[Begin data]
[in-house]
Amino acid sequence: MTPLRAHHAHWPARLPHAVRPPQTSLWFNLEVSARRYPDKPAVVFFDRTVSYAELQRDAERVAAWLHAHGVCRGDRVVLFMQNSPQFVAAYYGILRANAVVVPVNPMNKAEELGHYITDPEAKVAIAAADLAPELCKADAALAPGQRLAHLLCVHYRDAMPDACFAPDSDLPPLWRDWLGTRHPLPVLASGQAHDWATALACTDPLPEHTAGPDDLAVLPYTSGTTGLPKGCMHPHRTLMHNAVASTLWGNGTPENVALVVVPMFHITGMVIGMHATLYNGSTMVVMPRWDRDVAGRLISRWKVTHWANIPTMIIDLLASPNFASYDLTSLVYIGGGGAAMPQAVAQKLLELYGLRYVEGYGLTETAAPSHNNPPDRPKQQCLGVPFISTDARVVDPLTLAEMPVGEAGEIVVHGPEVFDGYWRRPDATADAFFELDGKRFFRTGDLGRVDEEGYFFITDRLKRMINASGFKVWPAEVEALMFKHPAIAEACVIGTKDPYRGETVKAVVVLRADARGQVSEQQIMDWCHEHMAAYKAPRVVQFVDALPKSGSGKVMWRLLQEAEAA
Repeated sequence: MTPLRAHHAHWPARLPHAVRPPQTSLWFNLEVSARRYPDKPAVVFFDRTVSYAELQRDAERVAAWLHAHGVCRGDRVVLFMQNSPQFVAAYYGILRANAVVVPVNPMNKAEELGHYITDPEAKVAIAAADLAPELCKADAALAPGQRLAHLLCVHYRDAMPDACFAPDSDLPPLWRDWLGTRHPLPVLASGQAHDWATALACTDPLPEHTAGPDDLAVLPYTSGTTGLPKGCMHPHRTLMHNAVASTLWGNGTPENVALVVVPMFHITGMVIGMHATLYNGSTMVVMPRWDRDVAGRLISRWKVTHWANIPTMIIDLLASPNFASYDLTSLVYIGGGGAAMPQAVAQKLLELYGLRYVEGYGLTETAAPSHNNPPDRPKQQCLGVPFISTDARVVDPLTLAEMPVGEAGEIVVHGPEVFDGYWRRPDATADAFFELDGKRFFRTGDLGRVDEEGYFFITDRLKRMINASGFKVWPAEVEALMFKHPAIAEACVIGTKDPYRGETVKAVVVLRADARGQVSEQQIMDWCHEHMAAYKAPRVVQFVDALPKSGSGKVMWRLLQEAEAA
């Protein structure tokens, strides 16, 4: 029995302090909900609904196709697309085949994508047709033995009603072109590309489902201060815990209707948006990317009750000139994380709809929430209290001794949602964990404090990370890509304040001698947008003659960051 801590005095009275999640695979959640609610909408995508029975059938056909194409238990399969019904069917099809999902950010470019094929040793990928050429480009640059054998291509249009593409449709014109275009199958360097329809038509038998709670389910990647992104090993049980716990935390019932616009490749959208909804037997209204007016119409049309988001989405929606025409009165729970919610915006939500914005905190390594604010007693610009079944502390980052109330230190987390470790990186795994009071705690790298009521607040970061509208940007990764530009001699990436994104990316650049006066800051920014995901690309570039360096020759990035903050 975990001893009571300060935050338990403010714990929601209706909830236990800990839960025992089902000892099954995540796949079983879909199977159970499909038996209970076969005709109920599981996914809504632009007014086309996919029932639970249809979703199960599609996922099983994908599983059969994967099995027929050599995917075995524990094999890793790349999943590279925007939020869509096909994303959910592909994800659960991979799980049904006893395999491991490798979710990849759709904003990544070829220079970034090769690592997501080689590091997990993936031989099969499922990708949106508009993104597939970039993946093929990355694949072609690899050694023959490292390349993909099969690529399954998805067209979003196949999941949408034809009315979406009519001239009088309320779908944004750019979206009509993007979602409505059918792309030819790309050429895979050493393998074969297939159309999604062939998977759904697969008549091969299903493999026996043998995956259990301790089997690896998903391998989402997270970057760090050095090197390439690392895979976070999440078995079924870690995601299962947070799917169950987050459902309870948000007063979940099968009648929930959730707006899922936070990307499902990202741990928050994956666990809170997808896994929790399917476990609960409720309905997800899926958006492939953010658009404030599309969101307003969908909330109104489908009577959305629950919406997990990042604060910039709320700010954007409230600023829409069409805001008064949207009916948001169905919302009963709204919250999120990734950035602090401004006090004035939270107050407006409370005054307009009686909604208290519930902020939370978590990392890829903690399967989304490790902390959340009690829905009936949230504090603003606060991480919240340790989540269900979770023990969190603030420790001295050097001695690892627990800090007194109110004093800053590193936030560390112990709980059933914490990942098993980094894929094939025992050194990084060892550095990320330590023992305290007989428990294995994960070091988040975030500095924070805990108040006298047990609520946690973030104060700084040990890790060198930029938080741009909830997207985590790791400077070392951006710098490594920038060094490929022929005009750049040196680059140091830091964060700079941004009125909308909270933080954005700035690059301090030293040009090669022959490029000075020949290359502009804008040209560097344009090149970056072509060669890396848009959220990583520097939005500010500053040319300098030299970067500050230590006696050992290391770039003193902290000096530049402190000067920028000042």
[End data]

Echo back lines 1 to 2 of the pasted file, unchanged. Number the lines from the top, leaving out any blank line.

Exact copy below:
[in-house]
Amino acid sequence: MTPLRAHHAHWPARLPHAVRPPQTSLWFNLEVSARRYPDKPAVVFFDRTVSYAELQRDAERVAAWLHAHGVCRGDRVVLFMQNSPQFVAAYYGILRANAVVVPVNPMNKAEELGHYITDPEAKVAIAAADLAPELCKADAALAPGQRLAHLLCVHYRDAMPDACFAPDSDLPPLWRDWLGTRHPLPVLASGQAHDWATALACTDPLPEHTAGPDDLAVLPYTSGTTGLPKGCMHPHRTLMHNAVASTLWGNGTPENVALVVVPMFHITGMVIGMHATLYNGSTMVVMPRWDRDVAGRLISRWKVTHWANIPTMIIDLLASPNFASYDLTSLVYIGGGGAAMPQAVAQKLLELYGLRYVEGYGLTETAAPSHNNPPDRPKQQCLGVPFISTDARVVDPLTLAEMPVGEAGEIVVHGPEVFDGYWRRPDATADAFFELDGKRFFRTGDLGRVDEEGYFFITDRLKRMINASGFKVWPAEVEALMFKHPAIAEACVIGTKDPYRGETVKAVVVLRADARGQVSEQQIMDWCHEHMAAYKAPRVVQFVDALPKSGSGKVMWRLLQEAEAA